About Leaders To Learn From

  • Leaders to Learn From is the only district recognition program run by a news organization.

    Nearly a decade ago Education Week began a project to spotlight some of the nation’s best K-12 district leaders—highlighting their innovative strategies, profiling their track records of success, and sharing their insights and successes with the field at large.

    From the beginning, we recognized that leadership in our nation’s districts takes many forms. Our annual profiles highlight all levels of district leadership: superintendents, food-service leaders, student services coordinators, counseling staff, budget officers, and transportation and facilities managers, among others.

    Our honorees have gone on to receive other national accolades and have become sought after experts and speakers in their respective fields. They include 2021 honorees Quincy Natay and Valerie Bridges, recently named the Superintendents of the Year in Arizona and North Carolina, respectively; Mohammed Choudhury, a member of the 2018 Leaders To Learn From class, who is now the Maryland state superintendent of schools; and Tiffany Anderson, a member of the 2015 class, who is now the Topeka, Kan., superintendent and a leading speaker on educating students experiencing poverty.

    Our 2022 Leaders spent weeks and years assembling the foundations to tackle the 2021-22 school year’s unparalleled challenges.

    Amid the conflicts at school board meetings, shifting guidelines over masking, and debates over curriculum, district leaders drew on their teams, their professional expertise, and their own wellsprings of resilience to keep learning on track.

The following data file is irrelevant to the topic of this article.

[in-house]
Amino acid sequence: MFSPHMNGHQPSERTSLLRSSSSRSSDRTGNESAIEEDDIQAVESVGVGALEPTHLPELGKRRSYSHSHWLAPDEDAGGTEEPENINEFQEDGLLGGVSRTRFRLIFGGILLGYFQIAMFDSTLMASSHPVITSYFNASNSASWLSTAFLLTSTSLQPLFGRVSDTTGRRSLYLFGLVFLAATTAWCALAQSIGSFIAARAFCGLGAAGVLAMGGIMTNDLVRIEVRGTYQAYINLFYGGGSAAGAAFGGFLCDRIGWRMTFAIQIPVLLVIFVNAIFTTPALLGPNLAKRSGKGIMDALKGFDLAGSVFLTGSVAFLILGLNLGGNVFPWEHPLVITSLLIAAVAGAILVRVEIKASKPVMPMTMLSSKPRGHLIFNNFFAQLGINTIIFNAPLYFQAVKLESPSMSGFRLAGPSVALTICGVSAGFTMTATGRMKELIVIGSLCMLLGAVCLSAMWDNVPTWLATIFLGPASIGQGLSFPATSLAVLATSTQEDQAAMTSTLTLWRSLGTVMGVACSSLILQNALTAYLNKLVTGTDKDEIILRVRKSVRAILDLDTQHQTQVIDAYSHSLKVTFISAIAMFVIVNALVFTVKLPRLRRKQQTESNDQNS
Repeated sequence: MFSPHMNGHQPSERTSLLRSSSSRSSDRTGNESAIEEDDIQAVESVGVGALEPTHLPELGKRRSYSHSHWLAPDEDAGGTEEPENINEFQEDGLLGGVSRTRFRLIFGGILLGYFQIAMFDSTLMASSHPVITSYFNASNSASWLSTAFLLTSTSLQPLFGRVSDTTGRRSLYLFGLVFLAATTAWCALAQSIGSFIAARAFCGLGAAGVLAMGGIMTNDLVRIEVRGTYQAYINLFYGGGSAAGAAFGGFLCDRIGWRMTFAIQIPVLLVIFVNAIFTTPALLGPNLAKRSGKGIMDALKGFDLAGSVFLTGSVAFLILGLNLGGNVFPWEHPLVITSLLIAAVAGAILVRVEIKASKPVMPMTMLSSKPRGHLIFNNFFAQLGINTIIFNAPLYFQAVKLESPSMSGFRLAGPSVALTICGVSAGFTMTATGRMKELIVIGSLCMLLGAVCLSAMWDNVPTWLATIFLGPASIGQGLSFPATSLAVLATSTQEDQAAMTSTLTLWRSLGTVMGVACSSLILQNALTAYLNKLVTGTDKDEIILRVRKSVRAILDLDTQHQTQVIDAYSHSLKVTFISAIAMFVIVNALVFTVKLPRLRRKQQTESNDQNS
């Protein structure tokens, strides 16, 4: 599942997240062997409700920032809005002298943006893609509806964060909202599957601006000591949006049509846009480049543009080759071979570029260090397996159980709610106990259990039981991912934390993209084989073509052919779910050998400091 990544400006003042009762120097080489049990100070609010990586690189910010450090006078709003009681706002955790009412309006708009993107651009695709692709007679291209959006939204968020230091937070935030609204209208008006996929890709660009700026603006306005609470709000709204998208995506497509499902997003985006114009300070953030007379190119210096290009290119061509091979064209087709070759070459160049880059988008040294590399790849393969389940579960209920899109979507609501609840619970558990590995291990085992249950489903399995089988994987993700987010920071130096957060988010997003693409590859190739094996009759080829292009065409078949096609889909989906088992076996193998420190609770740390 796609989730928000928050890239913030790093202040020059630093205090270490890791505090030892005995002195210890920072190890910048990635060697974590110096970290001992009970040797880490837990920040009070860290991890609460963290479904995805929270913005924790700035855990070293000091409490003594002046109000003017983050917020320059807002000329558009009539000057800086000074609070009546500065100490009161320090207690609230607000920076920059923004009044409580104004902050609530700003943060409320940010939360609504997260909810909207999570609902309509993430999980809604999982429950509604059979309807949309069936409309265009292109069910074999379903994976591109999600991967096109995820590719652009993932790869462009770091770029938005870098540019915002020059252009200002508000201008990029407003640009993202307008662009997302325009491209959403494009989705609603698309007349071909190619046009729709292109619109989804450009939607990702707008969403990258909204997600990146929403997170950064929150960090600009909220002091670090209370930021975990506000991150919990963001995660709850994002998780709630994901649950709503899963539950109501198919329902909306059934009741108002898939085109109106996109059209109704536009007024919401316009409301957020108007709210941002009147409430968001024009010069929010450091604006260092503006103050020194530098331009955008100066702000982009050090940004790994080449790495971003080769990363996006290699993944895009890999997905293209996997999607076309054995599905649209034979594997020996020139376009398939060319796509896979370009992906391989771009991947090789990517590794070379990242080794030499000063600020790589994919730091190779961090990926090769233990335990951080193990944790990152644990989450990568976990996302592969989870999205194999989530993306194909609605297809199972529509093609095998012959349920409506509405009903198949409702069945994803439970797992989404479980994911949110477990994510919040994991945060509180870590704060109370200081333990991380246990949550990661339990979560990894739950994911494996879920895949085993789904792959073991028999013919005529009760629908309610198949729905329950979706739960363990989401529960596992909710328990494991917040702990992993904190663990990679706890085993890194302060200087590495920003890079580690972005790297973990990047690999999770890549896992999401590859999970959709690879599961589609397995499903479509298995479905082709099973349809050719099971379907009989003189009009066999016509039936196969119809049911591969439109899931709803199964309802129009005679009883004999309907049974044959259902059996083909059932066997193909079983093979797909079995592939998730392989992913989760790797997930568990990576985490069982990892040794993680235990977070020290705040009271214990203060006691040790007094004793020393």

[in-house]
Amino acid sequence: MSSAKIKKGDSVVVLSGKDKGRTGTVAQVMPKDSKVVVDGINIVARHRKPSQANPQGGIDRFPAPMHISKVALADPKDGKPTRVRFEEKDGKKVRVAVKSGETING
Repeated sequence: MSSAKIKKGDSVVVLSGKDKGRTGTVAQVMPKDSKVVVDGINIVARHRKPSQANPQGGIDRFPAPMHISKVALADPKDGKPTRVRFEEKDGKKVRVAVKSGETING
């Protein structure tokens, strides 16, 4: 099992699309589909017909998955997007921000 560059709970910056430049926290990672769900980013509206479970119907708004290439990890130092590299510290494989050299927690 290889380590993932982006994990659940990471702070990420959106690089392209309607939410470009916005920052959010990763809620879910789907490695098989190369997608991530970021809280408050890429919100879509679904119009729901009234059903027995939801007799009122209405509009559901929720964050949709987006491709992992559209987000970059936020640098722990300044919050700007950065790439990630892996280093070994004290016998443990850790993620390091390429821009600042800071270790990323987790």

They kept their eyes on the prize: their students.

    In Hartford, Conn., Madeline Negrón and Leslie Torres-Rodriguez mounted a gargantuan effort to reconnect more than 2,000 students who were missing at the beginning of the school year. Those students now can get extra academic help and other supports through extended Saturday academies.

    Portland, Ore.’s Marifer Sager has transformed the district’s language-translation offerings so that parents who don’t speak English receive more timely and accessible information about their children’s education.

    In rural Arkansas, Susan Gilley’s innovative mobile classroom and library provided lessons and enrichment to far-flung families during the pandemic; her counterpart in the New York City library system, Melissa Jacobs, created a digital repository of books for the districts 1 million-plus children and guide for school librarians that were used as far away as New Zealand.

    The common thread in all of our 2022 Leaders’ work: They overcame significant personal and professional obstacles to meet the exceptional challenges of 2021.

    As we mark the 10th edition of Leaders To Learn From, we remember Emmanuel “Manny” Caulk, the superintendent of Kentucky’s Fayette County Schools and a 2018 honoree, who passed away in 2020.

    Emmanuel "Manny" Caulk.

    Caulk, 49, served as superintendent from 2015 until his death, and was honored for his efforts to improve Kentucky’s second-largest school system and expand opportunities for all students. He tapped outside partners— from business to philanthropy—to help with this work. His 100-point turnaround plan was a blueprint for how to right the ship in a district long riddled with mismanagement.

    He’s a reminder of the indelible impact that educators have on students, long after they’ve left their classrooms and schools. Decades after leaving school, Caulk still carried with him a copy of his 6th grade report card, and he recalled the handwritten note from his teacher, who saw his potential.

    “He told me basically, ‘I’m not going to lower the bar for you. I understand where you’re going, and you’re going to get there. If you keep applying yourself, keep making those great choices, you’re going to get there,’” he told EdWeek Leaders To Learn From.

    — The Editors, Stephen Sawchuk & Denisa R. Superville

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